Tropical cyclones and climate
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Tropical cyclones and climate. Adam Sobel CEI Katrina workshop. Big Questions from this year. What made this Atlantic hurricane season so hyperactive? Is it natural variability, or a secular trend due to global warming? Are we going to see more and more of these disasters in the future?.

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Tropical cyclones and climate

Tropical cyclones and climate

Adam Sobel

CEI Katrina workshop


Big questions from this year
Big Questions from this year

  • What made this Atlantic hurricane season so hyperactive?

  • Is it natural variability, or a secular trend due to global warming?

  • Are we going to see more and more of these disasters in the future?


2 splashy papers came out this summer
2 splashy papers came out this summer

Emanuel 2005, Nature. This

picture is for the N. Atlantic;

W. Pacific shows same trend

Webster et al. 2005, Science.


Total global number of storms of ts intensity is not increasing
Total global number of storms of >= TS intensity is not increasing

Webster et al. 2005


But the atlantic has indeed been hopping
But the Atlantic has indeed been hopping

Now up to

24; this

plot made

10/12/05

+

Figure courtesy of

Suzana Camargo, IRI;

data from NOAA


Some caveats on the observations of tc intensity
Some caveats on the “observations” of TC intensity

  • Most storms, most of the time, are not being observed in situ.

  • Since 1970, we have satellite data, but the methods of inferring intensity from that are empirical and imperfect.

  • Before 1970, we have no satellite data, and things become still more uncertain.

  • The transition at 1970 makes the error characteristics discontinuous, so longer-term trends are particularly hard to ascertain.


Physics of climate influence on tcs
Physics of climate influence on TCs

  • We have a theory for the potential intensity (i.e. maximum possible) a TC can reach, given a few environmental variables (e.g. SST)

  • Combined with climate change predictions, this implies an increase in this maximum intensity.

  • But most storms don’t reach or even come very close to their potential intensity, and we don’t understand very well what controls how close they come to it.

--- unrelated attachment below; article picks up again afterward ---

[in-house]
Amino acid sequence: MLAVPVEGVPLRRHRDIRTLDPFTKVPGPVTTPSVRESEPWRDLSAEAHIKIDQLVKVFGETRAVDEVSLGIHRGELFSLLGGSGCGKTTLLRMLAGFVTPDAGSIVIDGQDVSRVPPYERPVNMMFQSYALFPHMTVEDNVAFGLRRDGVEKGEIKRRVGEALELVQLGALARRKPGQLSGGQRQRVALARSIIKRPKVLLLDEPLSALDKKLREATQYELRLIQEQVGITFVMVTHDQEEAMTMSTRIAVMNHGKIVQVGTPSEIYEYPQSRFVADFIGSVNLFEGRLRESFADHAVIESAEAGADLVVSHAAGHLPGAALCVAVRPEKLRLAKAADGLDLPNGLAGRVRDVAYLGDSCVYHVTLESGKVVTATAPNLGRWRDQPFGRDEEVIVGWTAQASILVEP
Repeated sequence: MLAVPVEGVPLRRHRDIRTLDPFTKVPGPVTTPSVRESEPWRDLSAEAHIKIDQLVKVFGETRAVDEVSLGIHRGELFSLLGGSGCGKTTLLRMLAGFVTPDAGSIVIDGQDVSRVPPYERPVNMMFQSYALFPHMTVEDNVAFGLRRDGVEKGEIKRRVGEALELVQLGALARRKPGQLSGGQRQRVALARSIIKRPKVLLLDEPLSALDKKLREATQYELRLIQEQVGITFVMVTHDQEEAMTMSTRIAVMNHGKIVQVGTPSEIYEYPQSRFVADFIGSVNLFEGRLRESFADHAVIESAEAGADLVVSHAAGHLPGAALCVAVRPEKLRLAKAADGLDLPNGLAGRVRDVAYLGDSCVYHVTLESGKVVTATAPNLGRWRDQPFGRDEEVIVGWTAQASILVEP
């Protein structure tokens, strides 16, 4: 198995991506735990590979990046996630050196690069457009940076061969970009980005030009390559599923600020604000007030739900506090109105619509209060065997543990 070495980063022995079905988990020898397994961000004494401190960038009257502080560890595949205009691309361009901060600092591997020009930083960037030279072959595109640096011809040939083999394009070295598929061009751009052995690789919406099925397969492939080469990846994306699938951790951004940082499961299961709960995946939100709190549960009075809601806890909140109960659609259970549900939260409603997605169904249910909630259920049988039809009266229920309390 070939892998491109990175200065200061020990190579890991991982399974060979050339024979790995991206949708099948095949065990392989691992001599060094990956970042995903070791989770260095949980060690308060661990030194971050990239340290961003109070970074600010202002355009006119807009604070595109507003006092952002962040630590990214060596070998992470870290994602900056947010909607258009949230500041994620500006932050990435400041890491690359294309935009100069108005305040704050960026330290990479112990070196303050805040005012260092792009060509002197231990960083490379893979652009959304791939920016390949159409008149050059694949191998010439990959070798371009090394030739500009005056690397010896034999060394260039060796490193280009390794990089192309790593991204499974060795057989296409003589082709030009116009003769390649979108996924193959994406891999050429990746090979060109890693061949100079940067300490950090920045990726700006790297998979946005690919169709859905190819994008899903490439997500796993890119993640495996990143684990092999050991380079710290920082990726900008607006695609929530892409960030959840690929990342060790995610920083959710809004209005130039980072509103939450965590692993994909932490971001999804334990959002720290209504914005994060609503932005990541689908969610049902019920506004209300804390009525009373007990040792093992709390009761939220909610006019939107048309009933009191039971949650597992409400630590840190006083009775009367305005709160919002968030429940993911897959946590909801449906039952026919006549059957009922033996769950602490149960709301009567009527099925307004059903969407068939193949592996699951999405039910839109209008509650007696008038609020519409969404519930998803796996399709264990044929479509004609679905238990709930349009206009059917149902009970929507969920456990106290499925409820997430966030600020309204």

• We don’t understand the genesis of TC’s very well, and so have no theory for their number (though have some small skill in predicting interannual variations using empirical statistical models).

Emanuel 1991


The theory under predicts the observed increase in intensity
The theory under-predicts the observed increase in intensity

  • Assuming the distribution of TC intensity normalized by potential intensity stays constant gives a prediction of actual intensity increase for the climate warming observed

  • This is considerably less than found in the recent studies

  • There is large natural variability on decadal + time scales

  • All things considered it is far from clear that the observed trend is in any large part due to climate change


There is a large upward trend in damage,

but it is almost all due to increasing coastal

development

Pielke and Sarewitz 2005


Us landfalling hurricanes 1851 2004
US Landfalling Hurricanes, 1851-2004

from C. Landsea’s Tropical Cyclone FAQ

http://www.aoml.noaa.gov/hrd/tcfaq/tcfaqHED.html


If you are interested in learning more come to our workshop
If you are interested in learning more, come to our workshop

  • Workshop on Tropical Cyclones and Climate

  • At IRI (Lamont Campus), March 26-28, 2006

  • Organized by Suzana Camargo, AHS, and others

  • Sponsored by ADVANCE, IRI, IGERT


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